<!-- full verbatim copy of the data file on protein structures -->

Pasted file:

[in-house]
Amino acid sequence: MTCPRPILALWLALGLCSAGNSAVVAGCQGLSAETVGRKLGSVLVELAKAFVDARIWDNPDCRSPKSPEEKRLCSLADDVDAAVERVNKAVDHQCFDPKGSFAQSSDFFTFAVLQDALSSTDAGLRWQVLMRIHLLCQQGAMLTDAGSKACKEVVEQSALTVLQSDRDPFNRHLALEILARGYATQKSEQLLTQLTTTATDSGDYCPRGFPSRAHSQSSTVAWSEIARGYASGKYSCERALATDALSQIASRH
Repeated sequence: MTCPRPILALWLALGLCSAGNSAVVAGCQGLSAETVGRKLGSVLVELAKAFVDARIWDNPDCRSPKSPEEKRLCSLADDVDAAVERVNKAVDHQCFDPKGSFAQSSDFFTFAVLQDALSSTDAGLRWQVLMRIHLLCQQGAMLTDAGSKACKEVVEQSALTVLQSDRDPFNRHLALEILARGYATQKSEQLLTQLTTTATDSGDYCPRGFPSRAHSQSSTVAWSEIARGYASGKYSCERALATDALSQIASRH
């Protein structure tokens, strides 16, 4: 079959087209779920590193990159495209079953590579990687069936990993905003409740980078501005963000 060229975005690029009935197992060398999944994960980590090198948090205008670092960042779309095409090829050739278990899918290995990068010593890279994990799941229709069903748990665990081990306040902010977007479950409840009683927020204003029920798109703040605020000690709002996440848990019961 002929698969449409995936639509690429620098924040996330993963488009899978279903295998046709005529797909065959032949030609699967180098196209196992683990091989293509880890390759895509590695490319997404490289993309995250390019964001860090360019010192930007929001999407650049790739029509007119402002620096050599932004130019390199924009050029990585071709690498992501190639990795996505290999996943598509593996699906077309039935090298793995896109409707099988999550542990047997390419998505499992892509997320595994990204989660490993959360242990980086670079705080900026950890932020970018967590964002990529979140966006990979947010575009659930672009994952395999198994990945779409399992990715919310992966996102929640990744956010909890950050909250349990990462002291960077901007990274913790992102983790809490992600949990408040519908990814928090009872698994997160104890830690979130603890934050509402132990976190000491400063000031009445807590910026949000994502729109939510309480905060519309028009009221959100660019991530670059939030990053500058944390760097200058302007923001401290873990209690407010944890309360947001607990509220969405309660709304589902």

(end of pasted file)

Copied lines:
[in-house]
Amino acid sequence: MTCPRPILALWLALGLCSAGNSAVVAGCQGLSAETVGRKLGSVLVELAKAFVDARIWDNPDCRSPKSPEEKRLCSLADDVDAAVERVNKAVDHQCFDPKGSFAQSSDFFTFAVLQDALSSTDAGLRWQVLMRIHLLCQQGAMLTDAGSKACKEVVEQSALTVLQSDRDPFNRHLALEILARGYATQKSEQLLTQLTTTATDSGDYCPRGFPSRAHSQSSTVAWSEIARGYASGKYSCERALATDALSQIASRH
Repeated sequence: MTCPRPILALWLALGLCSAGNSAVVAGCQGLSAETVGRKLGSVLVELAKAFVDARIWDNPDCRSPKSPEEKRLCSLADDVDAAVERVNKAVDHQCFDPKGSFAQSSDFFTFAVLQDALSSTDAGLRWQVLMRIHLLCQQGAMLTDAGSKACKEVVEQSALTVLQSDRDPFNRHLALEILARGYATQKSEQLLTQLTTTATDSGDYCPRGFPSRAHSQSSTVAWSEIARGYASGKYSCERALATDALSQIASRH
């Protein structure tokens, strides 16, 4: 079959087209779920590193990159495209079953590579990687069936990993905003409740980078501005963000 060229975005690029009935197992060398999944994960980590090198948090205008670092960042779309095409090829050739278990899918290995990068010593890279994990799941229709069903748990665990081990306040902010977007479950409840009683927020204003029920798109703040605020000690709002996440848990019961 002929698969449409995936639509690429620098924040996330993963488009899978279903295998046709005529797909065959032949030609699967180098196209196992683990091989293509880890390759895509590695490319997404490289993309995250390019964001860090360019010192930007929001999407650049790739029509007119402002620096050599932004130019390199924009050029990585071709690498992501190639990795996505290999996943598509593996699906077309039935090298793995896109409707099988999550542990047997390419998505499992892509997320595994990204989660490993959360242990980086670079705080900026950890932020970018967590964002990529979140966006990979947010575009659930672009994952395999198994990945779409399992990715919310992966996102929640990744956010909890950050909250349990990462002291960077901007990274913790992102983790809490992600949990408040519908990814928090009872698994997160104890830690979130603890934050509402132990976190000491400063000031009445807590910026949000994502729109939510309480905060519309028009009221959100660019991530670059939030990053500058944390760097200058302007923001401290873990209690407010944890309360947001607990509220969405309660709304589902």